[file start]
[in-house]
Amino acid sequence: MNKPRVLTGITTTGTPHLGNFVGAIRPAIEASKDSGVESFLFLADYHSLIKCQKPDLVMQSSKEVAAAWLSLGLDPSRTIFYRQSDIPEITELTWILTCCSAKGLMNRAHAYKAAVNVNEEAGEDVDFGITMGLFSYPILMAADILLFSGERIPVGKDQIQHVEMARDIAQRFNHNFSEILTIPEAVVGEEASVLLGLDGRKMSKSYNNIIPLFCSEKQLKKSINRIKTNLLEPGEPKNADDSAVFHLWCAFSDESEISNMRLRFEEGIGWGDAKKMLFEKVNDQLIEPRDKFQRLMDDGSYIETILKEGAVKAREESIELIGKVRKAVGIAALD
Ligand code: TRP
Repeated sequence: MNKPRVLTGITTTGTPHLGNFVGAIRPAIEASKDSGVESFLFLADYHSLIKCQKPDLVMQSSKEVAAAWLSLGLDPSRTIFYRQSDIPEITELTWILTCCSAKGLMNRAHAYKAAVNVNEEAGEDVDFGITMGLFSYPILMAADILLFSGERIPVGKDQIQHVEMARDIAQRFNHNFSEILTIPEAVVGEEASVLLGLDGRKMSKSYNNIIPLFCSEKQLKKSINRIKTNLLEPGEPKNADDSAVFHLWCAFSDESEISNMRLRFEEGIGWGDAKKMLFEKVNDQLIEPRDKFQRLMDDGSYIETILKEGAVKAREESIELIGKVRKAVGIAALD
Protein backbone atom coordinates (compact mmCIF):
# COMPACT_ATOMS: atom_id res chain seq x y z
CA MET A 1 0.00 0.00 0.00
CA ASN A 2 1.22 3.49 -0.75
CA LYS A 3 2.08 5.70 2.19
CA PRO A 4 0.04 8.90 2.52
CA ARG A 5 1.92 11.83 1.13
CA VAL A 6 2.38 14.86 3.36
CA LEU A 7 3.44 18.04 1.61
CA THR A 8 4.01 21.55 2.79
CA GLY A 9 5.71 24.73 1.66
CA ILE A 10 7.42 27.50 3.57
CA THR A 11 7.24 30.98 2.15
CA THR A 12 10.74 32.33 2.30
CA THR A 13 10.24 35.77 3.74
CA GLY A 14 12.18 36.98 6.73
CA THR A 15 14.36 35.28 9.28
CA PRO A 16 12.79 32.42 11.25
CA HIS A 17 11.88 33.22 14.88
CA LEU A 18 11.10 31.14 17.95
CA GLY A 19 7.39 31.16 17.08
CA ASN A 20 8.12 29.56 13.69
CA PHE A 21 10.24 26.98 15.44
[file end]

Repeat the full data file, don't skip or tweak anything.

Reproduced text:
[in-house]
Amino acid sequence: MNKPRVLTGITTTGTPHLGNFVGAIRPAIEASKDSGVESFLFLADYHSLIKCQKPDLVMQSSKEVAAAWLSLGLDPSRTIFYRQSDIPEITELTWILTCCSAKGLMNRAHAYKAAVNVNEEAGEDVDFGITMGLFSYPILMAADILLFSGERIPVGKDQIQHVEMARDIAQRFNHNFSEILTIPEAVVGEEASVLLGLDGRKMSKSYNNIIPLFCSEKQLKKSINRIKTNLLEPGEPKNADDSAVFHLWCAFSDESEISNMRLRFEEGIGWGDAKKMLFEKVNDQLIEPRDKFQRLMDDGSYIETILKEGAVKAREESIELIGKVRKAVGIAALD
Ligand code: TRP
Repeated sequence: MNKPRVLTGITTTGTPHLGNFVGAIRPAIEASKDSGVESFLFLADYHSLIKCQKPDLVMQSSKEVAAAWLSLGLDPSRTIFYRQSDIPEITELTWILTCCSAKGLMNRAHAYKAAVNVNEEAGEDVDFGITMGLFSYPILMAADILLFSGERIPVGKDQIQHVEMARDIAQRFNHNFSEILTIPEAVVGEEASVLLGLDGRKMSKSYNNIIPLFCSEKQLKKSINRIKTNLLEPGEPKNADDSAVFHLWCAFSDESEISNMRLRFEEGIGWGDAKKMLFEKVNDQLIEPRDKFQRLMDDGSYIETILKEGAVKAREESIELIGKVRKAVGIAALD
Protein backbone atom coordinates (compact mmCIF):
# COMPACT_ATOMS: atom_id res chain seq x y z
CA MET A 1 0.00 0.00 0.00
CA ASN A 2 1.22 3.49 -0.75
CA LYS A 3 2.08 5.70 2.19
CA PRO A 4 0.04 8.90 2.52
CA ARG A 5 1.92 11.83 1.13
CA VAL A 6 2.38 14.86 3.36
CA LEU A 7 3.44 18.04 1.61
CA THR A 8 4.01 21.55 2.79
CA GLY A 9 5.71 24.73 1.66
CA ILE A 10 7.42 27.50 3.57
CA THR A 11 7.24 30.98 2.15
CA THR A 12 10.74 32.33 2.30
CA THR A 13 10.24 35.77 3.74
CA GLY A 14 12.18 36.98 6.73
CA THR A 15 14.36 35.28 9.28
CA PRO A 16 12.79 32.42 11.25
CA HIS A 17 11.88 33.22 14.88
CA LEU A 18 11.10 31.14 17.95
CA GLY A 19 7.39 31.16 17.08
CA ASN A 20 8.12 29.56 13.69
CA PHE A 21 10.24 26.98 15.44